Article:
Some states prevent this possible issue by pre-paying the postage (Yay!), others…not so much. Without enough postage on your envelope, your mail-in ballot’s a no-go.
Mistake #6: Wrong Polling/Collection Location
Polling places and collection box locations change from election to election, and this year is certainly no different. If you’re hand-delivering your ballot or voting in person, confirm where the official collection points are and when they’re open.
Tips for Unrejectable Ballots
Now that we’ve highlighted some seriously alarming stats about rejected ballots, let’s shift focus. Below are some ways to prevent this from happening to you. You’re going through the effort to vote, so you might as well do what you can to ensure it’s accepted.
Tip #1: Prepare Yourself in Advance
Educate yourself on your state’s voting rules and the specifics of your local, regional, state, and national elections as early as possible. There are tons of trustworthy sources of information — like IGNITE! — to learn from. You might also get a voter pamphlet, which outlines all the candidates, advisory questions, polling details, and more, in the mail.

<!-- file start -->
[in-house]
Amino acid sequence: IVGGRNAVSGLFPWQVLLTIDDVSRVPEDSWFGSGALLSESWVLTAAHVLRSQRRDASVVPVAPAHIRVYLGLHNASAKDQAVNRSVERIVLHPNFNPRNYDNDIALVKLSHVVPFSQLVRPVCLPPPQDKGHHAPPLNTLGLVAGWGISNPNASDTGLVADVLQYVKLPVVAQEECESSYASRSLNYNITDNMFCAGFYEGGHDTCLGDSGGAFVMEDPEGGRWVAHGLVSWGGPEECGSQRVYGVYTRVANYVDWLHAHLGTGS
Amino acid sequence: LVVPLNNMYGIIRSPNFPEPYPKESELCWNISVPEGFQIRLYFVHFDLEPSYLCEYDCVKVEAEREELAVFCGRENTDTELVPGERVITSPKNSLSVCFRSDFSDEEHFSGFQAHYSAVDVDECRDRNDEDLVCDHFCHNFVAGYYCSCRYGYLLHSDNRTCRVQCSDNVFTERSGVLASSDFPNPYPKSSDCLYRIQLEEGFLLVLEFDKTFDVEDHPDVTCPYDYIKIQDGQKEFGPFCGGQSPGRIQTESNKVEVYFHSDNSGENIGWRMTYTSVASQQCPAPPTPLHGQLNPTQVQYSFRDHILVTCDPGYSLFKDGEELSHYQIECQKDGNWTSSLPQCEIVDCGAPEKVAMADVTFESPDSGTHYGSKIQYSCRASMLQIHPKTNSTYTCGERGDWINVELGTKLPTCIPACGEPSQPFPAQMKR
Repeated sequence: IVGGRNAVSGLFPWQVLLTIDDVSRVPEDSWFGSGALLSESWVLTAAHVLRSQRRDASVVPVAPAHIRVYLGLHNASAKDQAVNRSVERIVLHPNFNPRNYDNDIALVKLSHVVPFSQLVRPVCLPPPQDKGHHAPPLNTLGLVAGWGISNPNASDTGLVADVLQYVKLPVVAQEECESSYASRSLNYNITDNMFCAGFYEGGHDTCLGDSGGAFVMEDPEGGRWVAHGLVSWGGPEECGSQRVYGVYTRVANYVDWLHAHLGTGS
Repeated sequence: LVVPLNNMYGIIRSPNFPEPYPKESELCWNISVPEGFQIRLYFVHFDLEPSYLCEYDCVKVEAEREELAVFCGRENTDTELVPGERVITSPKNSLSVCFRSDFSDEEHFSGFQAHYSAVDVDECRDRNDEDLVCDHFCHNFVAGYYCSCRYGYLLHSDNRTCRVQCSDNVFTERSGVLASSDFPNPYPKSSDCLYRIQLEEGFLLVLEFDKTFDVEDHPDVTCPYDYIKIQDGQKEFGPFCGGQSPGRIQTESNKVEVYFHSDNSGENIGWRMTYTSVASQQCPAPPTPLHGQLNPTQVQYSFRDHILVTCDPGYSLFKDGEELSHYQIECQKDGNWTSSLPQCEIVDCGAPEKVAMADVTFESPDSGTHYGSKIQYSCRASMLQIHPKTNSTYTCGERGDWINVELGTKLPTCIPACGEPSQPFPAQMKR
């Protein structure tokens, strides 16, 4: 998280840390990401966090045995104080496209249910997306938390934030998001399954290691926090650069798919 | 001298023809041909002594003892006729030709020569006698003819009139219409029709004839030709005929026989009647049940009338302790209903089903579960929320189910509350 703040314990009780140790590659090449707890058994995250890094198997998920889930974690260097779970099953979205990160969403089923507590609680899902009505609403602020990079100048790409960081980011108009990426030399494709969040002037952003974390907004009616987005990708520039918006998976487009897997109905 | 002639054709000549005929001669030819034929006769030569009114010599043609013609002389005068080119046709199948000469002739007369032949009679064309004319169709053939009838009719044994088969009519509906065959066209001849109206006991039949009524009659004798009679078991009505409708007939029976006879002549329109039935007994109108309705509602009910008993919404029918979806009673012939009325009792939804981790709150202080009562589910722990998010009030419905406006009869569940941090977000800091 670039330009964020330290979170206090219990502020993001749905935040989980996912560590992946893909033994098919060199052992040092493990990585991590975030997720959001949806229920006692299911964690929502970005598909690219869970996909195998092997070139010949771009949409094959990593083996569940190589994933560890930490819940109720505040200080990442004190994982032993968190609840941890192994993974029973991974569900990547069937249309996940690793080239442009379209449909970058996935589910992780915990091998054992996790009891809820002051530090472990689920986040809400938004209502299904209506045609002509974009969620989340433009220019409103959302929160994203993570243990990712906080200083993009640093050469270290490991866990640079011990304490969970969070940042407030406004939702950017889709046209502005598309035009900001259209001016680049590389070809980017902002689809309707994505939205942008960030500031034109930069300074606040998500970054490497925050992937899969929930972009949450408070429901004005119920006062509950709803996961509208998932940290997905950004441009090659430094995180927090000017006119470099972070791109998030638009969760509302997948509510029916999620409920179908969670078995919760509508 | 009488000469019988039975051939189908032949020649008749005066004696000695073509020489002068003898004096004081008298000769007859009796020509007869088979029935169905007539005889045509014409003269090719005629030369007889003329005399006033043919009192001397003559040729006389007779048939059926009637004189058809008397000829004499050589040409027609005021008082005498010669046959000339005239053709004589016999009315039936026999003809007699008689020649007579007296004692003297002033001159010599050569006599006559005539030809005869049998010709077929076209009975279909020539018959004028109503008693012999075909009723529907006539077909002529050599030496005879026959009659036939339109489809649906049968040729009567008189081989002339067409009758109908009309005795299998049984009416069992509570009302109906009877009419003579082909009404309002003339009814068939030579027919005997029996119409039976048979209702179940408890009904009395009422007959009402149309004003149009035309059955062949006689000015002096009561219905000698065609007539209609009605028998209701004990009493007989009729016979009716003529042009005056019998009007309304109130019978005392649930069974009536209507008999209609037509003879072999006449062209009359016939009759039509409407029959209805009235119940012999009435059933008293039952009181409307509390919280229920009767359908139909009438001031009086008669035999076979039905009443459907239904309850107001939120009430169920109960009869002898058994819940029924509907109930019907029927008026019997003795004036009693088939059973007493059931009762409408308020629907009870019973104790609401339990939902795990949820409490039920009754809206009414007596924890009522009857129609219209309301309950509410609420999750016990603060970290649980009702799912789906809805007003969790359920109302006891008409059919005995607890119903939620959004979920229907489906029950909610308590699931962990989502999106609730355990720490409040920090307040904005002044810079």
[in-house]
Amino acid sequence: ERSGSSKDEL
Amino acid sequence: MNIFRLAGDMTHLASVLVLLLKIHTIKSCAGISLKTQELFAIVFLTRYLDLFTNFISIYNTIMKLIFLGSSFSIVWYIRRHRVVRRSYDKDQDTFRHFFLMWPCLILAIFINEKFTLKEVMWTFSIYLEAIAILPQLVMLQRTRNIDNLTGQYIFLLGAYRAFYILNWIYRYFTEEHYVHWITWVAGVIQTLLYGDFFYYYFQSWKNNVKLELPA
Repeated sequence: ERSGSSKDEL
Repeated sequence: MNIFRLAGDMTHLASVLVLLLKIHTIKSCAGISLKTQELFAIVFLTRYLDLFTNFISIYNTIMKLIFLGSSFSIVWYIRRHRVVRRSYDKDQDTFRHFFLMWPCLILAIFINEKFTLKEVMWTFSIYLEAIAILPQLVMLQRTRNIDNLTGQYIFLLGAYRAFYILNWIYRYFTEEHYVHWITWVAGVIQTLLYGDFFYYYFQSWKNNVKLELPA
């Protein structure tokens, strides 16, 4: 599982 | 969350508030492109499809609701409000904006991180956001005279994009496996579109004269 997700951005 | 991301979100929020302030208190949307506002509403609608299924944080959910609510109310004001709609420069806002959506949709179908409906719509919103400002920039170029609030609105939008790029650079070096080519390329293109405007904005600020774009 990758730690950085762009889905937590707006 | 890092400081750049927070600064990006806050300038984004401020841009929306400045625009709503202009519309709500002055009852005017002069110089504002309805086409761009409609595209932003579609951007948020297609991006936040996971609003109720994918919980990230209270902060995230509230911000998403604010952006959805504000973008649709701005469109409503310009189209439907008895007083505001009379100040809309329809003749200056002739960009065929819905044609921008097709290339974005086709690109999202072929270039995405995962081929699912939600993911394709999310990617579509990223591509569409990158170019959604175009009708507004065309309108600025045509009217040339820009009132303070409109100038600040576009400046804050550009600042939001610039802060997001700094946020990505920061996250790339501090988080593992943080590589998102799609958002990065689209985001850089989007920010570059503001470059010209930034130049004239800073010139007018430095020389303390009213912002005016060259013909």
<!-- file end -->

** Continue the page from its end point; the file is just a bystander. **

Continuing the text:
Tip #2: Read & Follow All Ballot & Voting Instructions
This tip can go a long way to your ballot being in acceptable condition. The instructions that come with your ballot form will inform you of everything you need to do (like signatures, additional documentation, etc.), how to correct mistakes or change your selections, and what to do with your completed ballot.
Tip #3: Use Blue or Black Ink
When filling in your ballot slip, be sure to use a pen with indelible ink that’s blue or black. In fact, marking your ballot with blue ink might help you see at-a-glance if you’ve made a selection for each contest. Also, some jurisdictions reject ballots that use red or other colored ink or pencil.
Tip #4: Fill in the Ballot Neatly
Most, if not all, ballots are like those Scantron forms used for tests at school. You need to fully fill in the oval next to your selection — no specks of white! Similarly, you need to be careful not to go outside the lines. Do not use checkmarks or Xs. Stray marks on your ballot can lead to rejection as well. If you’re using a write-in space, print very clearly so it’s easy to read.